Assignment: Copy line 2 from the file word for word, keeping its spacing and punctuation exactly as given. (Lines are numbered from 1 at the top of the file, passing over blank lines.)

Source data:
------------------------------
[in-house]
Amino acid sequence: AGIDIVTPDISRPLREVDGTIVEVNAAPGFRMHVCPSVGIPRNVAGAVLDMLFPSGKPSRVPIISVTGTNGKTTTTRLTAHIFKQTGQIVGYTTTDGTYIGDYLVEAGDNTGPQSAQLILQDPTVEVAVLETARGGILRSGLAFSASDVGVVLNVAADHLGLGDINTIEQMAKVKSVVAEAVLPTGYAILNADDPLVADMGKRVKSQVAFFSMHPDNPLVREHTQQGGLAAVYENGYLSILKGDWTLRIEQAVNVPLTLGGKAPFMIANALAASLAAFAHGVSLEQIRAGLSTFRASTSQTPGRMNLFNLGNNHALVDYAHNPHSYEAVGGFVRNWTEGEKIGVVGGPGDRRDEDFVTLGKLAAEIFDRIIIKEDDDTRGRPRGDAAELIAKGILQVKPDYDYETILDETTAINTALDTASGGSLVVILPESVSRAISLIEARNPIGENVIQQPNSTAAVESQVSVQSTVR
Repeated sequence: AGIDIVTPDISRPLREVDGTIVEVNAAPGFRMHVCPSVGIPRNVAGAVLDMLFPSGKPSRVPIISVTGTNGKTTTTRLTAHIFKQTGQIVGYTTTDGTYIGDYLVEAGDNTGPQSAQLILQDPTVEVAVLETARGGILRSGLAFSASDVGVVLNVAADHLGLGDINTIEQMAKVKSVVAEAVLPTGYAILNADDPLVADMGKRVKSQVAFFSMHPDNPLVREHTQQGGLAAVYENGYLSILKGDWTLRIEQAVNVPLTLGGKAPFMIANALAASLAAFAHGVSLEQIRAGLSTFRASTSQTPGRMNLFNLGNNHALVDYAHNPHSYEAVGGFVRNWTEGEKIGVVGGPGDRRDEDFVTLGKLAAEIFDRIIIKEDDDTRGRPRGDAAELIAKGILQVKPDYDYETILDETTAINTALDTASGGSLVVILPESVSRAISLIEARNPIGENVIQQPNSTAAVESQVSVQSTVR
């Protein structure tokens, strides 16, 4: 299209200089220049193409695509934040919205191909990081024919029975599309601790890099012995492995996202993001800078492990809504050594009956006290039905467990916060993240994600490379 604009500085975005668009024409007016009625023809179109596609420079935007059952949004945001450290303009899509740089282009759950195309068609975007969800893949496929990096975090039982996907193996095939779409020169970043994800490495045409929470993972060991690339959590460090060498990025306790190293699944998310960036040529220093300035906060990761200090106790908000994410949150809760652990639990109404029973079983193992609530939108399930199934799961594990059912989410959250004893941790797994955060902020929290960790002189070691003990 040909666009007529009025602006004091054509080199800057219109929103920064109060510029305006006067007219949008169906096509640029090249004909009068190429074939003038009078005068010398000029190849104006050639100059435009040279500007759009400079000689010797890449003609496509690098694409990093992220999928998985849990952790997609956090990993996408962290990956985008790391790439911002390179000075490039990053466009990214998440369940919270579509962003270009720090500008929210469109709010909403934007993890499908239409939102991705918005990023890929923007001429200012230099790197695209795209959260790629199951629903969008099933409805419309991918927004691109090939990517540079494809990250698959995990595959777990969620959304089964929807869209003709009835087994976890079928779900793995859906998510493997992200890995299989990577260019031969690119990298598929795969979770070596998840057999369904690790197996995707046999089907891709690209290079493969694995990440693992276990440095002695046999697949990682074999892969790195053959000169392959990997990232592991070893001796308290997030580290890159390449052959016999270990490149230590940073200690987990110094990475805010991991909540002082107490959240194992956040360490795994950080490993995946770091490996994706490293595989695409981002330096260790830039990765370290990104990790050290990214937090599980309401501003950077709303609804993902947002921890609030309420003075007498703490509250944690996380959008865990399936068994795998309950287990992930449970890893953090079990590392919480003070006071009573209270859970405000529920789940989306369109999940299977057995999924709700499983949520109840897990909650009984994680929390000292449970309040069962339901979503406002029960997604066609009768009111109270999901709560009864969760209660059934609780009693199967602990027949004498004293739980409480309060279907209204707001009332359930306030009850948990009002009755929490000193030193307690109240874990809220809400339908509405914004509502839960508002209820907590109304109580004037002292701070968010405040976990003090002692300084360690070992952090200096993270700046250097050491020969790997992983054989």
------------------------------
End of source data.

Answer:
Amino acid sequence: AGIDIVTPDISRPLREVDGTIVEVNAAPGFRMHVCPSVGIPRNVAGAVLDMLFPSGKPSRVPIISVTGTNGKTTTTRLTAHIFKQTGQIVGYTTTDGTYIGDYLVEAGDNTGPQSAQLILQDPTVEVAVLETARGGILRSGLAFSASDVGVVLNVAADHLGLGDINTIEQMAKVKSVVAEAVLPTGYAILNADDPLVADMGKRVKSQVAFFSMHPDNPLVREHTQQGGLAAVYENGYLSILKGDWTLRIEQAVNVPLTLGGKAPFMIANALAASLAAFAHGVSLEQIRAGLSTFRASTSQTPGRMNLFNLGNNHALVDYAHNPHSYEAVGGFVRNWTEGEKIGVVGGPGDRRDEDFVTLGKLAAEIFDRIIIKEDDDTRGRPRGDAAELIAKGILQVKPDYDYETILDETTAINTALDTASGGSLVVILPESVSRAISLIEARNPIGENVIQQPNSTAAVESQVSVQSTVR